27 September 2017
Take a look at any photo from the 1980s and you would see quite a number of box-shaped cars. Such a shape was very common back then but you would be hard-pressed to find one on our streets today, including this 1979 Ford Cortina Mark 4 1.6GL.
The Ford Cortina was first introduced in 1962, with a total of 4+1 generations. Its name was derived from the Italian ski resort Cortina d'Ampezzo, the site of the 1956 Winter Olympics. The 4th-gen Cortina was based off the previous-gen model, except that it had wider windows, giving the cabin a brighter feel. It was available in various trims, namely base, L, GL, S and Ghia. The Cortina was powered by a 1593cc 4-cylinder engine, allowing it to reach a top speed of 151km/h with an acceleration of 14.8 seconds [0-100km/h]. It was 4.38m long and weighed 1035kg.
When production ended in 1980, more than 1.1 million had been made. Despite the Mark 4 being the most popular car in the UK back then, it has become the rarest model due to poor rustproofing. This specimen is 1 of 2 cars that still exist in Singapore, and both are remarkably on normal plates. The Cortina was sold in Singapore previously but these are the lone survivors of the COE scourge. I am pretty sure that you will be able to recognize them from far, so please keep a lookout!
19 September 2017
Firstly, I'm really glad to have my first 100 Instagram followers ever since I started this page in late June. Thank you everyone for your undying support!! Despite writing about 36 cars only, it has come a long way regarding the content on my blog. I hope that it has been interesting so far to learn about the varieties available, and please continue to join me in my journey to cover pieces of automotive histories on our roads!
Even though I have seen UK-registered cars once in a while, I was initially stumped by what I saw because of its unrecognizable brand. It was only after running a quick check on the UK vehicle registration website that I became acquainted with the hitherto unknown 1969 Marcos GT 3-litre.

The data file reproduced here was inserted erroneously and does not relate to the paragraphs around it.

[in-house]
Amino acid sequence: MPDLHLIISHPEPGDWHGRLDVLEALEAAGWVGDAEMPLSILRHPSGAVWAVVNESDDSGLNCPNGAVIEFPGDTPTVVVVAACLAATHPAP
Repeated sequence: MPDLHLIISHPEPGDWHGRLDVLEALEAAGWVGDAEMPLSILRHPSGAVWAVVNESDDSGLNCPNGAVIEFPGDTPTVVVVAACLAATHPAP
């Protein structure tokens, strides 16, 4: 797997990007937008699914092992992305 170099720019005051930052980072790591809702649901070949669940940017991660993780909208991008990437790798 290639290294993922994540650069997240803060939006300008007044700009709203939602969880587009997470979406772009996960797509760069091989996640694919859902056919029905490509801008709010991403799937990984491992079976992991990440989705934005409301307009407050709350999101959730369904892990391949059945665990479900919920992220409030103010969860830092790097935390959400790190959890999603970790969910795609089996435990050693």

Marcos Engineering was established in 1959 by founders Jem Marsh and Frank Costin, and the name is derived from the first 3 letters of their surname. Quite an ingenious name for a company isn't it? They produced a number of cars including the GT before going into liquidation in 1972, due to a disastrous expansion attempt into the US. Jem Marsh resurrected the company in 1981 and cars were produced until 2000 when it went bankrupt again. For some reason Marsh reopened Marcos Engineering in 2002 yet again before it closed down in 2007. The Marcos name is still existing as Marcos Cars Ltd as of 2010.
In spite of its tumultuous history, the Marcos GT created a big sensation when it was revealed in 1964. It was initially made of plywood, and the chassis was glued together from 386 separate pieces. As a result, the car was not only light and strong, but also required minimum cost to make. The radical car design was due to Costin's experience as an aerospace engineer, who had a hand in developing fighter planes during World War 2. Since it was very low, the driver was almost lying flat while seated. One unique feature was that the seats were fixed, and the pedals could be shifted back and forth via a knob, which is the reverse of modern cars today. The 3-litre models were introduced in 1968, where it was powered by a 2994cc Ford Essex V6 engine. It was able to reach a top speed of 199km/h with an acceleration of 7.2 seconds [0-100km/h]. It was 4.27m long and weighed 884 kg.